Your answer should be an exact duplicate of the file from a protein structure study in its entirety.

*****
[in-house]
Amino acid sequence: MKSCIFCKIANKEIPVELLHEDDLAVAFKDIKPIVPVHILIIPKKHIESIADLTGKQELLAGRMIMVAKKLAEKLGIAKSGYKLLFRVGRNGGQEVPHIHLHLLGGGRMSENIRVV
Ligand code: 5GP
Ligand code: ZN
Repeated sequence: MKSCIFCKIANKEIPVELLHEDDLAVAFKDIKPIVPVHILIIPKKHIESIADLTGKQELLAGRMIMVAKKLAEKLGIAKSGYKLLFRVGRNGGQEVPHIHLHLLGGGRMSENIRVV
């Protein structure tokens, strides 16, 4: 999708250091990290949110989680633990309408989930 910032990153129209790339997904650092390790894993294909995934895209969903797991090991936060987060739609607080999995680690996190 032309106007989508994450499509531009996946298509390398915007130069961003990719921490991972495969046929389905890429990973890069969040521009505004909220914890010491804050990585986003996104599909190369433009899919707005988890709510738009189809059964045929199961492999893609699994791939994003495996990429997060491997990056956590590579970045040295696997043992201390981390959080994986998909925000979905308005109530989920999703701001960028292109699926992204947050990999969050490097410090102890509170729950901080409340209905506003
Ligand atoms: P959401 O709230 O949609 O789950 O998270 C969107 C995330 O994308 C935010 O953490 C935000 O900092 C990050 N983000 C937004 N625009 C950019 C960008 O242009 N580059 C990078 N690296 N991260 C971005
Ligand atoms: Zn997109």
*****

[in-house]
Amino acid sequence: MKSCIFCKIANKEIPVELLHEDDLAVAFKDIKPIVPVHILIIPKKHIESIADLTGKQELLAGRMIMVAKKLAEKLGIAKSGYKLLFRVGRNGGQEVPHIHLHLLGGGRMSENIRVV
Ligand code: 5GP
Ligand code: ZN
Repeated sequence: MKSCIFCKIANKEIPVELLHEDDLAVAFKDIKPIVPVHILIIPKKHIESIADLTGKQELLAGRMIMVAKKLAEKLGIAKSGYKLLFRVGRNGGQEVPHIHLHLLGGGRMSENIRVV
């Protein structure tokens, strides 16, 4: 999708250091990290949110989680633990309408989930 910032990153129209790339997904650092390790894993294909995934895209969903797991090991936060987060739609607080999995680690996190 032309106007989508994450499509531009996946298509390398915007130069961003990719921490991972495969046929389905890429990973890069969040521009505004909220914890010491804050990585986003996104599909190369433009899919707005988890709510738009189809059964045929199961492999893609699994791939994003495996990429997060491997990056956590590579970045040295696997043992201390981390959080994986998909925000979905308005109530989920999703701001960028292109699926992204947050990999969050490097410090102890509170729950901080409340209905506003
Ligand atoms: P959401 O709230 O949609 O789950 O998270 C969107 C995330 O994308 C935010 O953490 C935000 O900092 C990050 N983000 C937004 N625009 C950019 C960008 O242009 N580059 C990078 N690296 N991260 C971005
Ligand atoms: Zn997109």